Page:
Influence of inlet and outlet placement on the hydrodynamics of culture tanks for Atlantic salmon
Peer reviewed, Journal article
MetadataShow full item record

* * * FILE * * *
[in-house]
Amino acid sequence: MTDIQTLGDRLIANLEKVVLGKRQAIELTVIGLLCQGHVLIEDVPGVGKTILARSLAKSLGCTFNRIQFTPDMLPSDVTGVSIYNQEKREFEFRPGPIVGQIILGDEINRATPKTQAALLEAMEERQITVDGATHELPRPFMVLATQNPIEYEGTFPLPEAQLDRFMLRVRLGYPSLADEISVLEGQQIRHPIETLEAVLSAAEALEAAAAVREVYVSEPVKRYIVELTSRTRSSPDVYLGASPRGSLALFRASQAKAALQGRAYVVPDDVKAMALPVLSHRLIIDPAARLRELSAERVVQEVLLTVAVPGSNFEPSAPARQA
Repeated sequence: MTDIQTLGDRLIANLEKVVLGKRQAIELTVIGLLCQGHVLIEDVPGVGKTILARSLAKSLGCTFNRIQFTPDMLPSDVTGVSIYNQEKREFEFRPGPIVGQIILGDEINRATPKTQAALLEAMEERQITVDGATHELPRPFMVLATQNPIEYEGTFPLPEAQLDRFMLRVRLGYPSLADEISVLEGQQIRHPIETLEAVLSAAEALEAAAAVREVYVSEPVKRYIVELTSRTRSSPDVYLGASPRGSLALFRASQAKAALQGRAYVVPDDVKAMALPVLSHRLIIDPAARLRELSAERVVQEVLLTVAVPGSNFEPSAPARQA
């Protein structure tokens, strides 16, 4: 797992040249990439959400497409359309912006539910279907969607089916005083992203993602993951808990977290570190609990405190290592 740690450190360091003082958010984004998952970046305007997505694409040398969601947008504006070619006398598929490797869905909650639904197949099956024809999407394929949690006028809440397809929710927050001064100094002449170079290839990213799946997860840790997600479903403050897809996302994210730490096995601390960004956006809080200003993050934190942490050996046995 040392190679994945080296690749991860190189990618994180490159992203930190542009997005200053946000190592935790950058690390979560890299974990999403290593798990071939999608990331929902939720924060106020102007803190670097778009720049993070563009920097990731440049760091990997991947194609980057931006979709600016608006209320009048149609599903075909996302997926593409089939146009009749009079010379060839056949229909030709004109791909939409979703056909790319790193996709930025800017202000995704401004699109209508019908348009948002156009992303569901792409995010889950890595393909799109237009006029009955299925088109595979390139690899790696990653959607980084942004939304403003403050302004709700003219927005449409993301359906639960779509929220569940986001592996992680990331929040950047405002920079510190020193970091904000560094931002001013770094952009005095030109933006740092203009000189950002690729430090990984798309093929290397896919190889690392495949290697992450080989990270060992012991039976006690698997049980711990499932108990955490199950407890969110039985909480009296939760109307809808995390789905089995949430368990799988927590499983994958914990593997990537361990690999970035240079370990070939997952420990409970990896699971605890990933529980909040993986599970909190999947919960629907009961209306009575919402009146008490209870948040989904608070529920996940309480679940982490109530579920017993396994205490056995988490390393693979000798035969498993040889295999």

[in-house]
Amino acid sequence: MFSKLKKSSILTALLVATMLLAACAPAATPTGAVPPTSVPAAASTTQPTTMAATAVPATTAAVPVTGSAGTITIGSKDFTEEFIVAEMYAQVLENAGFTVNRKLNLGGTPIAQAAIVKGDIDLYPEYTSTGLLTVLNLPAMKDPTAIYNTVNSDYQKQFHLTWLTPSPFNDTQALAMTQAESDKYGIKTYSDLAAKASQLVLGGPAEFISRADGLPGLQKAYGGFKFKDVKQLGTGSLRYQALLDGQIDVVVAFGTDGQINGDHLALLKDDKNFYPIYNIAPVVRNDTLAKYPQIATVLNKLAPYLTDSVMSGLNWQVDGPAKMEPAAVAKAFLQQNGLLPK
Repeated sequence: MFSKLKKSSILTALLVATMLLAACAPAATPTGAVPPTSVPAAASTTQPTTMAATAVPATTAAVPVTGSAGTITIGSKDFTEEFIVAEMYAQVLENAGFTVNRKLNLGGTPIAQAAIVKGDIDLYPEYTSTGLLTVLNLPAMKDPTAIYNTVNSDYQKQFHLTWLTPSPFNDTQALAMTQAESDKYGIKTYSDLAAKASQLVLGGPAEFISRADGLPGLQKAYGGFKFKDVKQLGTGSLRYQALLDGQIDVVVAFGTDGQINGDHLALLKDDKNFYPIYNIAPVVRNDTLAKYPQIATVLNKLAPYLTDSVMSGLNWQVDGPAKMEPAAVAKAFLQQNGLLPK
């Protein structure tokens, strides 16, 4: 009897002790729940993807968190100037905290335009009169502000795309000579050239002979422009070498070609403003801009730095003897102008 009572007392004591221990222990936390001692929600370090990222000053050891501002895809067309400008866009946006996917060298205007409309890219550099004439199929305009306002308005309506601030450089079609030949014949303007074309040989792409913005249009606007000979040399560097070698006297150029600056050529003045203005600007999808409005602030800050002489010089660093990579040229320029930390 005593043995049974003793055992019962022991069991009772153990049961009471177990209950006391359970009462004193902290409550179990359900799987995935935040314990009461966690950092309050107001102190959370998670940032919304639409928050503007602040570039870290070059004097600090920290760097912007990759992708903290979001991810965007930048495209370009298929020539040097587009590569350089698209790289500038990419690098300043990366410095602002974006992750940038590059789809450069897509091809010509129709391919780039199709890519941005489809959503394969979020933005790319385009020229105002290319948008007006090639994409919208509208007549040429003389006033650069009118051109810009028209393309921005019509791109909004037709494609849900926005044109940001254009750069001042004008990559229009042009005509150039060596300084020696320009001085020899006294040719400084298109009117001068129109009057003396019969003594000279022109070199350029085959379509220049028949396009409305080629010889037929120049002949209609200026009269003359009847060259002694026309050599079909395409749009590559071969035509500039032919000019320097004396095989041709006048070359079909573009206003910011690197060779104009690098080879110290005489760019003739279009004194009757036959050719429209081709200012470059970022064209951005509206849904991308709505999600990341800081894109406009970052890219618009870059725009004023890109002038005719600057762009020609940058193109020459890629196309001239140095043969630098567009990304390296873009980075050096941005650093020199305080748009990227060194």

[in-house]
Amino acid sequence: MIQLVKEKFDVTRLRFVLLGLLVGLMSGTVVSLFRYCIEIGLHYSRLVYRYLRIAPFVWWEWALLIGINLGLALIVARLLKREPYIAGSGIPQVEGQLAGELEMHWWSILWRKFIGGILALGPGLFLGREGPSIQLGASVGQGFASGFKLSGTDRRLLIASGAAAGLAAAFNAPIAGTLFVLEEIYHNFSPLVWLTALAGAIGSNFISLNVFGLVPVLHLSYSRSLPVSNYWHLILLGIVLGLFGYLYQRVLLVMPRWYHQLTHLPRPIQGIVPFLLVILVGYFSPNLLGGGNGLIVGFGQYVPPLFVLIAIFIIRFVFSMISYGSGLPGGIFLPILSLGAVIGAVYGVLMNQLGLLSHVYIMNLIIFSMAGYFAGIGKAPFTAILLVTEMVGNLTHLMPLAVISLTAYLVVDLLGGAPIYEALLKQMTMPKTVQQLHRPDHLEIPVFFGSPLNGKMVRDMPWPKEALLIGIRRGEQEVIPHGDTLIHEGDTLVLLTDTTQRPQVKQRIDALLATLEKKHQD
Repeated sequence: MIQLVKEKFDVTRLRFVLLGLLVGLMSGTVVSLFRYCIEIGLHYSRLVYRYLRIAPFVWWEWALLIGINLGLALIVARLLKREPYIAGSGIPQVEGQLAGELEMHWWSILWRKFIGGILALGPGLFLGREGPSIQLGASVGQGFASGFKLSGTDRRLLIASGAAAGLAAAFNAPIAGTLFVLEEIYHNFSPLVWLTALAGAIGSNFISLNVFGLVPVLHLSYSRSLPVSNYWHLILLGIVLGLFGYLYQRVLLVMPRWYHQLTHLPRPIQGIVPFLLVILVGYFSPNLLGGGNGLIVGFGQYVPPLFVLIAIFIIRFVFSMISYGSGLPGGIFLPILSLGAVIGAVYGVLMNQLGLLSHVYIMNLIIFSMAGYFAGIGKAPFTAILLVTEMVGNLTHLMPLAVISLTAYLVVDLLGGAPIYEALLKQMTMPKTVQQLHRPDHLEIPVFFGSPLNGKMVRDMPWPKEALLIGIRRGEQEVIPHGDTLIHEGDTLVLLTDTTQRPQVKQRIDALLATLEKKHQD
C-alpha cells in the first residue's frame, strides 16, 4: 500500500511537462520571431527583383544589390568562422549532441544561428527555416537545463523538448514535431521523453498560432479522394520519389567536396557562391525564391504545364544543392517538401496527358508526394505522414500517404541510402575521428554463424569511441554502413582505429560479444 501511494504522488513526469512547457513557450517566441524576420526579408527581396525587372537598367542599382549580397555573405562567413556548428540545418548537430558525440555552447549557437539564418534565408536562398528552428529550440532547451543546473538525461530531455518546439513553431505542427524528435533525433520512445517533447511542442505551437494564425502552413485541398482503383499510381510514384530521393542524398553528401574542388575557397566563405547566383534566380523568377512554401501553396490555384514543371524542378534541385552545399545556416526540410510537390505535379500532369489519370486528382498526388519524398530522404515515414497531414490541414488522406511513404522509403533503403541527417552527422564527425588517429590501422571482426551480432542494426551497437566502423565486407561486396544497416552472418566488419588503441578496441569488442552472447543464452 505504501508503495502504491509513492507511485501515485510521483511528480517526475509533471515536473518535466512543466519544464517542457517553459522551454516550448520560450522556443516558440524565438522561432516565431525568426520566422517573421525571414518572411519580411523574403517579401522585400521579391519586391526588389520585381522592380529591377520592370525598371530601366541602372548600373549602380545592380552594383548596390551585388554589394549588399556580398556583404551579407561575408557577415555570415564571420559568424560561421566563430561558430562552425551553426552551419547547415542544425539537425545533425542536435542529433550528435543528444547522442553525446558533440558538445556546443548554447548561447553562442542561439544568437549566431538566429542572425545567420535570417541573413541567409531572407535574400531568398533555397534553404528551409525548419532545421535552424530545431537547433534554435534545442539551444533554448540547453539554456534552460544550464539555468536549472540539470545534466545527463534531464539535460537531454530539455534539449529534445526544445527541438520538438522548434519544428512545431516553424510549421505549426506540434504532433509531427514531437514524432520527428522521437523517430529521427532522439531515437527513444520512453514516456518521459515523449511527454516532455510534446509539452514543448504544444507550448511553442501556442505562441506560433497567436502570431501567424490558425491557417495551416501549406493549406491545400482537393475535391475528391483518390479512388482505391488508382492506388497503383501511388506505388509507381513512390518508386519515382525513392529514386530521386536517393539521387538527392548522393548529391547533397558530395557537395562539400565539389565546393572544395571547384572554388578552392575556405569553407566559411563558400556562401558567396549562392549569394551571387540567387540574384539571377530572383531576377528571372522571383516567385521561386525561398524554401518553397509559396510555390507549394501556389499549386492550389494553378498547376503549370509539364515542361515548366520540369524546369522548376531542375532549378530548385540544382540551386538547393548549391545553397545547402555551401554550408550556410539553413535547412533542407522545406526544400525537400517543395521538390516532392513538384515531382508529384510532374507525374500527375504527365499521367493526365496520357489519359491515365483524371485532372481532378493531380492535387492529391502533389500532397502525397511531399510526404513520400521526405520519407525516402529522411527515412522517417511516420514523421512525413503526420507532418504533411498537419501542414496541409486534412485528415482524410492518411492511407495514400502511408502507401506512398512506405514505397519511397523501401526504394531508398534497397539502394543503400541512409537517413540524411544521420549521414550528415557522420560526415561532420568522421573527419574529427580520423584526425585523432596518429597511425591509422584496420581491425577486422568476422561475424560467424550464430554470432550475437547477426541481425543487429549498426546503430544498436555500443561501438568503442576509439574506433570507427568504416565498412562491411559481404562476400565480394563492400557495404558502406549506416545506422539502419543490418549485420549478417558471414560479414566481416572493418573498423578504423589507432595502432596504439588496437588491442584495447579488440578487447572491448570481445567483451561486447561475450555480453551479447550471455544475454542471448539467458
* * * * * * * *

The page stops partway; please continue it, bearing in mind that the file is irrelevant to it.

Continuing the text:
The salmon farming industry has recently shifted to larger culture tanks with greater water flows to optimize the land-based production, but tanks approaching 1000 m3 in volume create challenging hydrodynamics. This paper presents a computational study of four combinations of inlet and outlet designs of a commercial land-based aquaculture tank. Windows-based OpenFOAM solvers are used to solve the conservation equations for tank hydrodynamics with an implicit unsteady second-order Eulerian (finite volume) technique on unstructured hybrid meshes. The model is validated by the velocity measurements at discrete locations in the tank using acoustic doppler velocimetry. To understand the dispersion of biosolids in the tank, 500 particles with a uniform size of 200 µm are tracked in the Lagrangian frame. While the tank's Reynolds number varies between 2E6 - 3.5E6 depending on the flow exchange rate, the local Reynolds number at the inlet pipe is about 2E5 which discovers the drag-crisis phenomenon. The effect of inlet and outlet placement on the velocity, vorticity and turbulence is addressed. The existing tank design could be improved using the bottom-drain and corner-inlet options, which strengthens rotational flow with better uniformity. Such design change is also proved to provide better particle removal and thus ensure the improved self-cleaning ability of the tank.